Why are tubes called "valves" but transistors aren't?

As I understand it, tubes and transistors do the same job, tubes are just more complicated. I understand why one might call a tube a "valve", but then isn't the term equally applicable to a transistor? Yet I see valve used to uniquely describe a vacuum tube. Is it just history and tradition?
 
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Bipolar transistors are more complicated than a tube, using quantum mechanics and all that.
Tubes are ballistic devices.

The earliest experimental vacuum tubes were literally built inside glass tubes, hence the name.
"Valve" is just a colloquialism the English use, like "torch" for flashlight.
In power electronics, more recently, we term transistors as "switches".
 
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"The worst part is, I can’t tell if that’s gibberish or real math."
Quantum potential in a crystal lattice.

At the frontier, the distinction fades. Some math proofs are now hundreds of pages long.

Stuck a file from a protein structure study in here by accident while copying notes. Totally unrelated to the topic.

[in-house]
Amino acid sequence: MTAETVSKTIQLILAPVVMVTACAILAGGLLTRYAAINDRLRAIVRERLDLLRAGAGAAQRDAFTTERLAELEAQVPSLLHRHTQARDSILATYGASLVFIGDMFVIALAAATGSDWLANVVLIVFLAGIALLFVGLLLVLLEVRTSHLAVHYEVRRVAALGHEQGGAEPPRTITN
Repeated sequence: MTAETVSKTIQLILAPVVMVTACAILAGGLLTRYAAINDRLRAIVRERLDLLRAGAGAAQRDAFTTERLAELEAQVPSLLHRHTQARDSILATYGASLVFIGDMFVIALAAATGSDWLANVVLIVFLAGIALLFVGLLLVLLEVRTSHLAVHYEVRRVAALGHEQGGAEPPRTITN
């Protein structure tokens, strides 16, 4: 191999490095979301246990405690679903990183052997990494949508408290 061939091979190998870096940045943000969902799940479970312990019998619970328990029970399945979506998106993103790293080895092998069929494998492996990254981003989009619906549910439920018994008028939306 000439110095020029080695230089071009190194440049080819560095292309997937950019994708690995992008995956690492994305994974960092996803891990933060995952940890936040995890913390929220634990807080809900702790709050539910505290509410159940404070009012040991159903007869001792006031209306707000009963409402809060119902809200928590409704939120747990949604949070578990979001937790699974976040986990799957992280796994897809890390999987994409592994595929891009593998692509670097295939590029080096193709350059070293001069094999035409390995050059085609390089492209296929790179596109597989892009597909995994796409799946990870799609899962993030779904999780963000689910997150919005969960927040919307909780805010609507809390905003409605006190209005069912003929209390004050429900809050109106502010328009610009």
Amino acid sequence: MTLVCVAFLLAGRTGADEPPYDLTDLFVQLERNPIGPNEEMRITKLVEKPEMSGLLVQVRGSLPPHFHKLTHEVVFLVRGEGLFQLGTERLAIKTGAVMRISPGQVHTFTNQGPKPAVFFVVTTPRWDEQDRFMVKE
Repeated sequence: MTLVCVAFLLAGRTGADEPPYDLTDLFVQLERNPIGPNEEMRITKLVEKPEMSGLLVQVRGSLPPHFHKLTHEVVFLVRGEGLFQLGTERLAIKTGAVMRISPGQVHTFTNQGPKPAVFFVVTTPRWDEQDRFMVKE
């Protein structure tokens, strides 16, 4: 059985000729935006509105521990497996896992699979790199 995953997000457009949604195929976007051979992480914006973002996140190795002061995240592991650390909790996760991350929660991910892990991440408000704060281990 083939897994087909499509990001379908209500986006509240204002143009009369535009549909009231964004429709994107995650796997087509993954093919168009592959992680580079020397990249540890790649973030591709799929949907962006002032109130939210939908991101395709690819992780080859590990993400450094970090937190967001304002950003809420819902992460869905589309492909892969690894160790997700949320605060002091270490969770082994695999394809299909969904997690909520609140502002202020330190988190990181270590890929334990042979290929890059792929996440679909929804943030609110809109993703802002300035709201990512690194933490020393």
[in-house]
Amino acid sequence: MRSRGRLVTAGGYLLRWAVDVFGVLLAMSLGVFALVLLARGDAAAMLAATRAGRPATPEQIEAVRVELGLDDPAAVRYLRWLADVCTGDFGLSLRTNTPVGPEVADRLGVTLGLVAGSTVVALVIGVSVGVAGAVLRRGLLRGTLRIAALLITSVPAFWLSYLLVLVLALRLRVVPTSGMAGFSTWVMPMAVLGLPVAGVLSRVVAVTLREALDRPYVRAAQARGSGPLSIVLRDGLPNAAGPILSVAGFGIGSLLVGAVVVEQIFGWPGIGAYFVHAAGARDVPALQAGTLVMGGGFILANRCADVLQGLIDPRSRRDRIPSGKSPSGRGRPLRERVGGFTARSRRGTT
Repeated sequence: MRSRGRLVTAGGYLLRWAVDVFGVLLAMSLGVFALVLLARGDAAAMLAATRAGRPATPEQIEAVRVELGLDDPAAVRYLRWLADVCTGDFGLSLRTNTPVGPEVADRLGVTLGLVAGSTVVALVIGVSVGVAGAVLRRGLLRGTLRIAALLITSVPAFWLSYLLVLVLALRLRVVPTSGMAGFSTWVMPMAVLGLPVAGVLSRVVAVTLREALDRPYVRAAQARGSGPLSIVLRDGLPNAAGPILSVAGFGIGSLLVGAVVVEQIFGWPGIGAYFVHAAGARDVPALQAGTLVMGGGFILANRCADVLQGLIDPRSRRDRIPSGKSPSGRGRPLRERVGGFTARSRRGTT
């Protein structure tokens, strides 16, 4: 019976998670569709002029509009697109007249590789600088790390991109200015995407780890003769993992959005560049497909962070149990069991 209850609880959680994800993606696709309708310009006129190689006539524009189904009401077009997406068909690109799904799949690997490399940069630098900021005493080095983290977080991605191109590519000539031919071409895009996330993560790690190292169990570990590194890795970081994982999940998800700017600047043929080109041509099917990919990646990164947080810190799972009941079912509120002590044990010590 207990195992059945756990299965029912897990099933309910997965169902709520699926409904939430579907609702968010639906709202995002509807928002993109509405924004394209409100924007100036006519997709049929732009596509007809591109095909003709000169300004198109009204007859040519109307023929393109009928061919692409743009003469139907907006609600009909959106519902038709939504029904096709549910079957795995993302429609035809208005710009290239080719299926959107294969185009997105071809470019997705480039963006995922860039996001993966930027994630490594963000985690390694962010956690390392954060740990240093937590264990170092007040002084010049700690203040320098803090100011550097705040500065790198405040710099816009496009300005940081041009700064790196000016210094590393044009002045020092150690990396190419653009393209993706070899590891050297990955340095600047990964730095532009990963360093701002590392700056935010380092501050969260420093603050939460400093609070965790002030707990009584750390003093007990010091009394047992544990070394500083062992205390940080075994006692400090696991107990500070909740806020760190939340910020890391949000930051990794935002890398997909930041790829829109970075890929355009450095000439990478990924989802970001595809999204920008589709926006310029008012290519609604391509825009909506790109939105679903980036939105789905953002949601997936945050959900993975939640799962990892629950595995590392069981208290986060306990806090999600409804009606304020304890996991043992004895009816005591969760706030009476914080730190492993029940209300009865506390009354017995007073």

Even the researcher's office mate may not be able to make sense of their paper.
 
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Ok, you guys are right about physics! I was thinking of the multiple voltage requirements and such for running a tube vs the simple three pins of a transistor.

The physics of the tube are rather classical electro-magnetism.

The physics of the a transistor take into account atomic physics.... and don't forget that 0.6V drop.

Besides, it's more fun to work with a 440V power supply than 36V!
 
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The worst part is, I can’t tell if that’s gibberish or real math 😅

it should be obvious

(1) The left term should be a function of (r)
(2) The right term uses (r) correctly only half way and he used 'unk(r)' which in reality should be zap(r)

Try this:

1693961540004.png


https://www.electronics-tutorials.ws/diode/diode_2.html
 
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We called them tubes here, because they were standard off the shelf glass tubes, adapted for the purpose.
The name was literal, not informal, since there was no other name for them at the time (or even now).

A 1920 De Forest transmitting tube.
 

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